Additional notes:


This arrangement allows for the most efficient circuit and the least voltage drop. It effectively reduces the cable length in half because no current actually flows through the neutral cable when both phases are in balance (using the same amount of power).


You can only use 12-3 cable if each circuit is on a separate phase. If both circuits were on the same phase, the single neutral return wire would be severely overloaded, carrying the load from both circuits, 40 amps. In that case, you would use 12-2-2 cable, which has two neutral wires.
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Last edited by DaveClement; 07-07-2015 at 11:11 AM. Reason: Missing a period.
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post #7 of 13 Old 07-07-2015, 12:33 PM
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Quote:
Originally Posted by DaveClement View Post
It is a relatively easy job. You would normally use 12-3 wire, which is a single cable that has three conductors (plus ground). Black is phase 1, red is phase 2, white is a neutral, the bare wire is ground. As noted above, you break off the tab between the two "hot" terminals on the outlet, so that the top and bottom outlets are fed by the two different phases (black and red). The tab on the neutral side is left in place, as one neutral wire is used for both circuits.


Here is a picture that I found in a quick Internet search. It says 14/3 (14-3), which is for 15 amp circuits. You would want 12-3 for 20 amp circuits. You would also want a 20 amp outlet, which can be used with a standard plug, or a 20 amp plug, that has a "sideways" neutral blade. See the second picture



From http://www.renovation-headquarters.c...eptacle-2.html





Additional notes:


This arrangement allows for the most efficient circuit and the least voltage drop. It effectively reduces the cable length in half because no current actually flows through the neutral cable when both phases are in balance (using the same amount of power).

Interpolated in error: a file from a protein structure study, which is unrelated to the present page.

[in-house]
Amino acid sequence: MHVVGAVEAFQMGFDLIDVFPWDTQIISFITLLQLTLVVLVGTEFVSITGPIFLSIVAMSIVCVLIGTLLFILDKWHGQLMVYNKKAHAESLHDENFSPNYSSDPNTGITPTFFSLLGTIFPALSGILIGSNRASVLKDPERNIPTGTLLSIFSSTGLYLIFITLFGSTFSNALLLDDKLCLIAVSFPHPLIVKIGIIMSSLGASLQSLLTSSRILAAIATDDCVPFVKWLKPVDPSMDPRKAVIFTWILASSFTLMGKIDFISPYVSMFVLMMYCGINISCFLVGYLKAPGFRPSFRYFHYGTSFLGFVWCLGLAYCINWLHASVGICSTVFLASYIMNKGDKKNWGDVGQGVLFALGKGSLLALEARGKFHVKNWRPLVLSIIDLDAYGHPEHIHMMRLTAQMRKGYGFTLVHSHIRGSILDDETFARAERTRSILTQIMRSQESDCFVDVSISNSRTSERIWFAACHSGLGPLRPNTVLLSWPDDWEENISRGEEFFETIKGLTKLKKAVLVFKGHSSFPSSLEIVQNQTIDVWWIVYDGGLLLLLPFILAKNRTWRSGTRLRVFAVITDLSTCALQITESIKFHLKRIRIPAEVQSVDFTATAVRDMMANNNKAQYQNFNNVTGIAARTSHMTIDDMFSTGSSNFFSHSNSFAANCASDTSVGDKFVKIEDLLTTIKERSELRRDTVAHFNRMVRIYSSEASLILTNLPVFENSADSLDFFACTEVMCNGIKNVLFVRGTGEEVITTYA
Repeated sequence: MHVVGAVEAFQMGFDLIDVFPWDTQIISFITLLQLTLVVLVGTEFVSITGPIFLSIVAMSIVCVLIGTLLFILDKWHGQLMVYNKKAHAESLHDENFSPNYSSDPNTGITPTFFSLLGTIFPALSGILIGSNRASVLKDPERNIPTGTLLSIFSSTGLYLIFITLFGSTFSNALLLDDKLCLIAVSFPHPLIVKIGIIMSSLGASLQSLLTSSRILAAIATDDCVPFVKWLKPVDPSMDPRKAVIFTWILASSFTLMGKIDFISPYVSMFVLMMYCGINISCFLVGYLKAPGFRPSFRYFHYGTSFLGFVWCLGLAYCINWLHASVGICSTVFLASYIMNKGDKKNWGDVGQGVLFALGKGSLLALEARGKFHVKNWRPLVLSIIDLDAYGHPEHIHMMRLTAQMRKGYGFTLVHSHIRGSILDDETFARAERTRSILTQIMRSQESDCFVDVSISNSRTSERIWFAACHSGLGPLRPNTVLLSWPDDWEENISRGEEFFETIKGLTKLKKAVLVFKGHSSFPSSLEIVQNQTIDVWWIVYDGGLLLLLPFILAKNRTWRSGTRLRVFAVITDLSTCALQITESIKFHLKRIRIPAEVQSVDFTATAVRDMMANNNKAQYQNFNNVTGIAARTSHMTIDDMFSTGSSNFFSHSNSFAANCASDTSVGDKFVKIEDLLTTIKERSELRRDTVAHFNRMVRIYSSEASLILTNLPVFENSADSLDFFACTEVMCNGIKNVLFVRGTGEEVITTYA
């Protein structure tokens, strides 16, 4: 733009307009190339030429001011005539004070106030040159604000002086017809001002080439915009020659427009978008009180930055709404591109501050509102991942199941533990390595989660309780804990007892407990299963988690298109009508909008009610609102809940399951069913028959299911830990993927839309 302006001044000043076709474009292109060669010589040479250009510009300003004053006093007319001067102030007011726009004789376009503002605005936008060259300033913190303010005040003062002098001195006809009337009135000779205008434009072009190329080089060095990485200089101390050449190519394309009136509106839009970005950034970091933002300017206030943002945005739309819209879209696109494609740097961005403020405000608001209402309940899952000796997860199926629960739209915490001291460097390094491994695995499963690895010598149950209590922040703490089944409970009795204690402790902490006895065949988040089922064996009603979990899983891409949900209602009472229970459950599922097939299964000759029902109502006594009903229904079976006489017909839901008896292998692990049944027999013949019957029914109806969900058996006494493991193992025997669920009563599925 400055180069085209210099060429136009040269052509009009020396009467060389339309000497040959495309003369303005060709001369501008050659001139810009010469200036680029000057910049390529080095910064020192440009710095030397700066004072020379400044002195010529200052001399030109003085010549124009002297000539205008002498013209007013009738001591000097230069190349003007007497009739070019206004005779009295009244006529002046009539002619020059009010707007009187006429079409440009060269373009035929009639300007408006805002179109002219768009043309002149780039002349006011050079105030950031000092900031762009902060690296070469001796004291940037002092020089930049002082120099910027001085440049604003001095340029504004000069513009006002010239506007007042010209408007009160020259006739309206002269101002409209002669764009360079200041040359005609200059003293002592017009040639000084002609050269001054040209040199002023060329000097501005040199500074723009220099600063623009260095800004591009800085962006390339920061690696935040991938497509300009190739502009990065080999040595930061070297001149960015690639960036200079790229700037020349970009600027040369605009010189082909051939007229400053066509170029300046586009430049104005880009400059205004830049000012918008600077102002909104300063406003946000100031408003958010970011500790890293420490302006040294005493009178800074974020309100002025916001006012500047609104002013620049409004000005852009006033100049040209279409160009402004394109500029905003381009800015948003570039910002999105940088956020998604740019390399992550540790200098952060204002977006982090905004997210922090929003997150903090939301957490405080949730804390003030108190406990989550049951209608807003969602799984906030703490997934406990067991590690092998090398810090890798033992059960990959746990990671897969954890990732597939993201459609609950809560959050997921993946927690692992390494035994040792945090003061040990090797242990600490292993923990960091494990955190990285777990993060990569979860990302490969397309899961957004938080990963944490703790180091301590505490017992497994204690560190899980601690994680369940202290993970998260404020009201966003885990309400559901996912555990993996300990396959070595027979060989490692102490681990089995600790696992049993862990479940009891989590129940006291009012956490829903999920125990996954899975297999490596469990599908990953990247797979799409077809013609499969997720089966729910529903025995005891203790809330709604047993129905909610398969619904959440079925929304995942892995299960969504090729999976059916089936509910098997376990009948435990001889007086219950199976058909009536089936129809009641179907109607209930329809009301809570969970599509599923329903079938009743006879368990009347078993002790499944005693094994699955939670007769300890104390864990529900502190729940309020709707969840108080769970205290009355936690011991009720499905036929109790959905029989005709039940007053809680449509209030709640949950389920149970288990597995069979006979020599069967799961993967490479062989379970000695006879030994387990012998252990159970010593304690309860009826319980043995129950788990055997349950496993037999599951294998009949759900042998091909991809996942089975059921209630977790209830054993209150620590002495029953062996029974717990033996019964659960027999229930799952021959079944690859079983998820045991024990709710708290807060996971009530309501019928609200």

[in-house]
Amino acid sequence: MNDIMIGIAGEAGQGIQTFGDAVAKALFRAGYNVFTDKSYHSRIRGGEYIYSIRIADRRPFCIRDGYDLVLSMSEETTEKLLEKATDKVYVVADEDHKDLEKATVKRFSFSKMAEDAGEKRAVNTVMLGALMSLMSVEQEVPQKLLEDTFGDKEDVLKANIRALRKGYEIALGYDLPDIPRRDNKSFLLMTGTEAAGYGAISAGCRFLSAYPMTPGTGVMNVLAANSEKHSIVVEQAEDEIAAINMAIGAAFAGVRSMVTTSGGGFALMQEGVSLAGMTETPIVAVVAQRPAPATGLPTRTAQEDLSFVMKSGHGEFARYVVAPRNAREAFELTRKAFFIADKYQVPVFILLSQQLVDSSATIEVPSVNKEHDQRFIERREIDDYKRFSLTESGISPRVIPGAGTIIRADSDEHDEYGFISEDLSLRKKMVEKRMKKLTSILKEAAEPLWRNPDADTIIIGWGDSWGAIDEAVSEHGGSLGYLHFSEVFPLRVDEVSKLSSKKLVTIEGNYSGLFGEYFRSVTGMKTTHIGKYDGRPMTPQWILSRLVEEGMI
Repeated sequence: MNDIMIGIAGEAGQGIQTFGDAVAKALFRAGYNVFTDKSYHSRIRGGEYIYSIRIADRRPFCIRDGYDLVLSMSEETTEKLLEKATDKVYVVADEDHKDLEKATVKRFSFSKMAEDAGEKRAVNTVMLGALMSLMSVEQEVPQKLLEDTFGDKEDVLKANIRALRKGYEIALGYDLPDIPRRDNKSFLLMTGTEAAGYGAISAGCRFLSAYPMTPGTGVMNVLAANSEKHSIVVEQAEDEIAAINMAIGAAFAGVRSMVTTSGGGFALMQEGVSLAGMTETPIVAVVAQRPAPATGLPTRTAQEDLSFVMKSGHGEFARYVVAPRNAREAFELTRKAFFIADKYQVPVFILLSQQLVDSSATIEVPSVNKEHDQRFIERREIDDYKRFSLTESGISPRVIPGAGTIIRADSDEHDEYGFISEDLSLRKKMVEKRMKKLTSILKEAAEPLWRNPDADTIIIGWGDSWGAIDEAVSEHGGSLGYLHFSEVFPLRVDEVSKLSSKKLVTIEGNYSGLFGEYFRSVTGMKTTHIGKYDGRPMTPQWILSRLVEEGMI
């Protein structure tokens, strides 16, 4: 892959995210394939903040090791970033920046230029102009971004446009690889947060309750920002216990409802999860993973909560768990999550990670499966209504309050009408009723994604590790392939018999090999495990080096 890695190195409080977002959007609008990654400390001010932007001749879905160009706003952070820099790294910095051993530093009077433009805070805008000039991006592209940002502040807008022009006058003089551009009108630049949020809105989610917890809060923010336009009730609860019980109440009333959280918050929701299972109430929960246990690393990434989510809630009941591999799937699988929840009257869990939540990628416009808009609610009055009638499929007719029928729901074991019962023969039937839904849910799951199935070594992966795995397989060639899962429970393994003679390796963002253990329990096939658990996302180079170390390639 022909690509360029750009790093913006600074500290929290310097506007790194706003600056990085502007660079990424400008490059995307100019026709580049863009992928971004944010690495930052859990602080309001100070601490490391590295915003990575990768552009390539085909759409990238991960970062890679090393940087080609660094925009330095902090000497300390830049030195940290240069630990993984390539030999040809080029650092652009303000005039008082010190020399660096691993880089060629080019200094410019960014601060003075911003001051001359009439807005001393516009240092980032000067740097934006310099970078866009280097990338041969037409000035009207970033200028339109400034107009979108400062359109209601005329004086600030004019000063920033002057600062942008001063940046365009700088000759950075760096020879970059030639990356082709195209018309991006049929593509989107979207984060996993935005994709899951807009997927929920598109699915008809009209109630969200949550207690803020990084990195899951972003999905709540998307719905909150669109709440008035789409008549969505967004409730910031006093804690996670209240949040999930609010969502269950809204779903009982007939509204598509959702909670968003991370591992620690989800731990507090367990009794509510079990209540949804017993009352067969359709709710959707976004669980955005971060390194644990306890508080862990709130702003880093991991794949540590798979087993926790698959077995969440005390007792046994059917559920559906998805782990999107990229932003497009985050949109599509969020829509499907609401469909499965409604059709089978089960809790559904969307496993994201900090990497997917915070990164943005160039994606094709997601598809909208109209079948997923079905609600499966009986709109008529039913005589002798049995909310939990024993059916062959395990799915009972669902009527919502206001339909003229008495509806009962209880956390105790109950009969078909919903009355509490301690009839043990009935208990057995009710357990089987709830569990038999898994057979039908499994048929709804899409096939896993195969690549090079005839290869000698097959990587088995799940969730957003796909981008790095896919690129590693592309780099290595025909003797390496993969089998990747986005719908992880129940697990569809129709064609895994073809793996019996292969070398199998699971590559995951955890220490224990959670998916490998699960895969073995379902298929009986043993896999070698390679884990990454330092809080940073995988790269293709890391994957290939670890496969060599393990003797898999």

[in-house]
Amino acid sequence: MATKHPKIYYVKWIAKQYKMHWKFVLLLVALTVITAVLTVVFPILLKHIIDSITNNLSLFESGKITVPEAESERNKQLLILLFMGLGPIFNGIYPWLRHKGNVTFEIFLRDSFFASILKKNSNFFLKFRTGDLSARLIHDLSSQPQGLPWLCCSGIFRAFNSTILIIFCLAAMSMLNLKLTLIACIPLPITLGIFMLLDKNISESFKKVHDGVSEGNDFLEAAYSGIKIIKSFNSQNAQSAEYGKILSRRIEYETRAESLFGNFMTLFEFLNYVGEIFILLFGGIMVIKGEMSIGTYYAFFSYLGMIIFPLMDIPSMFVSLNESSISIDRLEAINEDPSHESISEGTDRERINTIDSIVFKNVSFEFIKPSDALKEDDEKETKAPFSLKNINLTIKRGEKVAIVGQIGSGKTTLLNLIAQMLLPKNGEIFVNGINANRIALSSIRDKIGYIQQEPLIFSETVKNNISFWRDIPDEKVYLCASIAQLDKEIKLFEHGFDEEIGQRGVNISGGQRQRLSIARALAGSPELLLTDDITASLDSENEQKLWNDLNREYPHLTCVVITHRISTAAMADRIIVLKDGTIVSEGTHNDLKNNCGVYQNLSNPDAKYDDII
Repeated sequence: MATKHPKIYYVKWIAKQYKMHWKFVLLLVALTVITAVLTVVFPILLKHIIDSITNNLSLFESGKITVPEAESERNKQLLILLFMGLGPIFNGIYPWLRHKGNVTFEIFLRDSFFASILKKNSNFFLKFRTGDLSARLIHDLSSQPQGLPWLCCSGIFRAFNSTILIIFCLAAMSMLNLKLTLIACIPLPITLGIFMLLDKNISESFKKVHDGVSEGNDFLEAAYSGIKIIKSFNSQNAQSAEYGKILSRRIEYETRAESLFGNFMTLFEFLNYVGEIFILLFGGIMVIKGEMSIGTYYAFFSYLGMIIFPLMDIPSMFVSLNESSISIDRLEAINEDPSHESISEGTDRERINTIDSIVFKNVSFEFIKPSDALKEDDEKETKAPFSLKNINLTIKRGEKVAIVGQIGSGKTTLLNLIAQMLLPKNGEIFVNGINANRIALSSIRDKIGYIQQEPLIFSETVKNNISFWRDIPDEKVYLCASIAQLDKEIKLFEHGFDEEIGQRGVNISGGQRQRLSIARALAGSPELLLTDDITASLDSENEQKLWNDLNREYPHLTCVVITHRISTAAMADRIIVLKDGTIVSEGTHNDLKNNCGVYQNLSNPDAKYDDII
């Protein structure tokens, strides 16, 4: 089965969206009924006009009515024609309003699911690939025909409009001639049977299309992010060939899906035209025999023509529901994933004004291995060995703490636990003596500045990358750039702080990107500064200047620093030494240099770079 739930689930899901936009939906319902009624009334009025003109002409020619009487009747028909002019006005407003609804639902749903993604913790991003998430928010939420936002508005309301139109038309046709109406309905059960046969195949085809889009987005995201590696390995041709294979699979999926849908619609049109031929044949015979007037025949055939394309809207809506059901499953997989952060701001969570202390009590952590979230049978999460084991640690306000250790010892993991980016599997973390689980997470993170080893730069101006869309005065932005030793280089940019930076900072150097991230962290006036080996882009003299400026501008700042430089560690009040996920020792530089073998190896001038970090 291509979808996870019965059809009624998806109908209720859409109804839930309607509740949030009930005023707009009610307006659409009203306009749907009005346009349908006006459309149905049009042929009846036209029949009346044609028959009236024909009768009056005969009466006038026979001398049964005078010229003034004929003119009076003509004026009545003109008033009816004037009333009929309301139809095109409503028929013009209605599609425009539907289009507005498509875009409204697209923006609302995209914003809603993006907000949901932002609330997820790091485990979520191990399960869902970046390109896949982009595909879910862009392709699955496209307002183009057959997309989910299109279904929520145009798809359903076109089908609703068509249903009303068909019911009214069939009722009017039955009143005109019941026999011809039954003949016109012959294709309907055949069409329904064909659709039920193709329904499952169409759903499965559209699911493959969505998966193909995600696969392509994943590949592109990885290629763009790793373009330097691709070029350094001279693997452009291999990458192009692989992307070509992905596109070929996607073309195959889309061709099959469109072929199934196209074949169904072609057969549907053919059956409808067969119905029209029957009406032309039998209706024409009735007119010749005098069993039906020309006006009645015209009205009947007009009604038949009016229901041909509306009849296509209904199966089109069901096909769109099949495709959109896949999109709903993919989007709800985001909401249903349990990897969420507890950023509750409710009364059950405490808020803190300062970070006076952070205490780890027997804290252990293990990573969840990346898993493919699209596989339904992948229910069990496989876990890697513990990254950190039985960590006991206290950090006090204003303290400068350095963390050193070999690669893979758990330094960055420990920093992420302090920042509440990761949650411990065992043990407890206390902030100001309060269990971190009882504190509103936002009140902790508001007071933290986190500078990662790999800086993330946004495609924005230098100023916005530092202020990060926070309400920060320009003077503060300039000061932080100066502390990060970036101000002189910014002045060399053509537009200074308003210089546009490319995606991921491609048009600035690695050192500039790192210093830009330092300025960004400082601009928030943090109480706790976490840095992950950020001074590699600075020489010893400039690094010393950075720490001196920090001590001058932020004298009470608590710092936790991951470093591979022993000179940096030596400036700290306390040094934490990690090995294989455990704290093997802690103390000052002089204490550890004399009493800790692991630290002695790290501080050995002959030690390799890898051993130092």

You can only use 12-3 cable if each circuit is on a separate phase. If both circuits were on the same phase, the single neutral return wire would be severely overloaded, carrying the load from both circuits, 40 amps. In that case, you would use 12-2-2 cable, which has two neutral wires.
Great explanation.......

I might go one step further.........I have four 20 amp circuits going to one quad receptable........and yes, box is huge!
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post #8 of 13 Old 07-07-2015, 04:35 PM - Thread Starter
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If I went the 12/3 route, is this the breaker I would need?

http://t.homedepot.com/p/Square-D-by...FIC/204844657/

I submitted a question to ATI to find out if it was ok to plug the amp into sockets that were out of phase. Awaiting their reply.
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post #9 of 13 Old 07-08-2015, 11:54 AM
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Based on the description, it sounds exactly like what you are looking for. Of course, this assumes that it is the right make and model to fit your electrical panel, since circuit breakers come in many different shapes and sizes.





What has me scratching my head are the photos. I would expect two "hot" terminals, plus a terminal on the breaker for the white neutral wire in the 12-3 cable. The white wire should feed through the arc-fault breaker and then through the attached white pigtail that connects to the neutral bus bar in the electrical panel. From what I scan see in the pictures, I only see two screw terminals on the breaker.
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post #10 of 13 Old 07-08-2015, 09:51 PM
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Quote:
Originally Posted by DaveClement View Post